The National Cooperative Geologic Mapping Program (NCGMP)
In 1992, Congress established the National Cooperative Geologic Mapping Program (NCGMP) in the U.S. Geological Survey to address the nationwide need for detailed geologic mapping. The NCGMP coordinates Federal, State, and academic programs to leverage all their mapping capabilities and manages a publicly available database of geologic maps. National geologic mapping priorities are determined with the aid of the NCGMP advisory committee.
Geologic maps provide vital information for land-use planning, resource identification, and natural hazard avoidance, and are critical for growing the economy. Less than 50 percent of the conterminous U.S. has been mapped at the appropriate level of detail for today’s challenges. Advances in technology allow the Program to move beyond traditional map formats to provide comprehensive, multi-resolution, three-dimensional, digital information that can be readily customized for a wide range of users.
Activities and Responsibilities
Although geologic mapping is undertaken by Federal, State, Local, and academic geoscience institutions, no one group has the capability to meet our Nation’s current and future needs. The NCGMP is the bridge connecting stakeholder resources, expertise, and geographic distribution to create high-quality geologic maps. NCGMP’s coordinating role ensures cost-efficiency as well as timely delivery of products to the public. The main activities and responsibilities of the NCGMP are to:
- Create maps to solve critical societal and scientific issues determined to be vital to the welfare and security of the nation
- Establish mapping standards and guidelines to ensure quality, utility, and interoperability
- Maintain a database for geologic maps, reports, and metadata and provide timely public access
- Train the next generation of geologic mappers and researchers
Map of detailed (scale of 1:100,000 or more detailed) geologic map coverage in the United States as of 2010. Completed geologic maps will still require updates, such as reconciling edge discrepancies when compiling adjacent maps or converting older maps.
The Program Components
The NCGMP has three components:
FEDMAP is the federal component of the NCGMP. FEDMAP funds multi-year geologic research and mapping projects lead by USGS scientists in high-priority areas that establish regional geologic frameworks and advance scientific research that can then be applied to a variety of societally relevant issues. FEDMAP research areas often cross state lines and commonly focus on federal lands.
STATEMAP, the state component of the NCGMP, is a cooperative funds-matching agreement between the USGS and state geological surveys. For each STATEMAP project, the NCGMP provides 50 percent of the funding and the state surveys provide the other 50 percent. Through STATEMAP, state surveys run year-long geologic mapping projects to address societally relevant issues in their states. STATEMAP priorities in each state are set with input from their State Mapping Advisory Committee; these committees include representative residents from across multiple sectors to ensure that the proposed geologic mapping projects will be meaningful to the state.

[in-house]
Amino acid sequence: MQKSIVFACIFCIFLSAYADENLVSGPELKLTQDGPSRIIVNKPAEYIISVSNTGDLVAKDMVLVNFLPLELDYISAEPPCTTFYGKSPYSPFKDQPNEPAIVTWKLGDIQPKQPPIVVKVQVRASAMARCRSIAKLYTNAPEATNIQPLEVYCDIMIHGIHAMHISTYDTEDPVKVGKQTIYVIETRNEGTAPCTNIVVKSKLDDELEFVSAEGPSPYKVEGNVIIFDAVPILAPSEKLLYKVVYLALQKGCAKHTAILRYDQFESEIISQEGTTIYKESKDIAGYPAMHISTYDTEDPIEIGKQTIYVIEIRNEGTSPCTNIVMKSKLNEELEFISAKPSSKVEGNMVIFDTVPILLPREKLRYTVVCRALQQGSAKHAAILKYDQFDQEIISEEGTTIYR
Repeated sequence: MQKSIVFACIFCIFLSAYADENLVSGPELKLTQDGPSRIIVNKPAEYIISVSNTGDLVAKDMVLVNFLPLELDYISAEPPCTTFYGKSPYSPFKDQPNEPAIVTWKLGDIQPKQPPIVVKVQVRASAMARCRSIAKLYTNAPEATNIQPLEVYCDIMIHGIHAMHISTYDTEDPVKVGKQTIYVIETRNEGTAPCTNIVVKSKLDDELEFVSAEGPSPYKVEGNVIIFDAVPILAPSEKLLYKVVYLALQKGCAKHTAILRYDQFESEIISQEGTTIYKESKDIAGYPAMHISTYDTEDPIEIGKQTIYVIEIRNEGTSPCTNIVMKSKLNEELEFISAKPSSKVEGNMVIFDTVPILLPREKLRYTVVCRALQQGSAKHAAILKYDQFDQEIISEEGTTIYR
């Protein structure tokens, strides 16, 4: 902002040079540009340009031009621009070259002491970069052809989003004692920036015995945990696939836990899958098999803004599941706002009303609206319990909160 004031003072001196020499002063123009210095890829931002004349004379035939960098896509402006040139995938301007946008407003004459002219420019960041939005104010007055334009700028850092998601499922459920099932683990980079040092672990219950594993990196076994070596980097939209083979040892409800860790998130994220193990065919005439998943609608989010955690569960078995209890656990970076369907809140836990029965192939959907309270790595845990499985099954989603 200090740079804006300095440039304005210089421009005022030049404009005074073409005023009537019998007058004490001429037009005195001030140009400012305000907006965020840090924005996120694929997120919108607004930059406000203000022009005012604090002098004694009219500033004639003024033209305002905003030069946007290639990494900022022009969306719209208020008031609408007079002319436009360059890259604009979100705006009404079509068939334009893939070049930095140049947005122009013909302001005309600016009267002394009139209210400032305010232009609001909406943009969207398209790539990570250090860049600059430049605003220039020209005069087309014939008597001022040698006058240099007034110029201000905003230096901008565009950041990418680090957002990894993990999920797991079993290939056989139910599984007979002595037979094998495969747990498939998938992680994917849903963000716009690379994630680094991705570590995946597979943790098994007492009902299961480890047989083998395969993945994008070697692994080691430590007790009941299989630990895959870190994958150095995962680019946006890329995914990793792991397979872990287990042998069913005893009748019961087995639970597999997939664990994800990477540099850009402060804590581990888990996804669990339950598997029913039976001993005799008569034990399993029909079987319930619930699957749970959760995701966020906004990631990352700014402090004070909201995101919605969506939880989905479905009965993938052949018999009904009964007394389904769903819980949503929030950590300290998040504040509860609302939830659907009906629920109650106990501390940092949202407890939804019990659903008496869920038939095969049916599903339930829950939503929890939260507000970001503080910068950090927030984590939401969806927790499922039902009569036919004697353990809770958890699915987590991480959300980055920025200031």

EDMAP, the academic component of the NCGMP, trains college and university students to be the next generation of geologic mappers. Like STATEMAP, EDMAP is a cooperative funds-matching agreement where universities match the funds provided by the NCMGP at a 1:1 ratio. Professors can apply for funding for graduate and upper-level undergraduate students, who then create their own geologic maps and reports that they can publish as primary author. EDMAP projects are often carried out in close cooperation with FEDMAP and STATEMAP.
The National Geologic Map Database (NGMDB) manages the final products of NCGMP component projects, compiling maps and reports into a single accessible database. The NGMDB also creates scientific and technical standards and guidelines to ensure that the geospatial products of NCGMP projects are uniform in their naming conventions, symbols, and other technical elements.
A geologist taking measurements of an outcrop to create a geologic map. Image credit: Hanif Jawid, AGI Life in the Field 2015.
For more information on NCGMP, please visit https://ncgmp.usgs.gov/.
More AGI resources on geologic mapping:
- Geologic Mapping to Empower Communities: Examples from the Great Lakes, Webinar
- Geologic Mapping and Public Health, Factsheet
- Geologic Mapping and the Trans-Alaska Pipeline, Factsheet
- Using Geologic Maps to Reduce Landslide Risk, Factsheet
Policy Factsheet 2018-001
Written and compiled by A. Ackerman for AGI, March 2018
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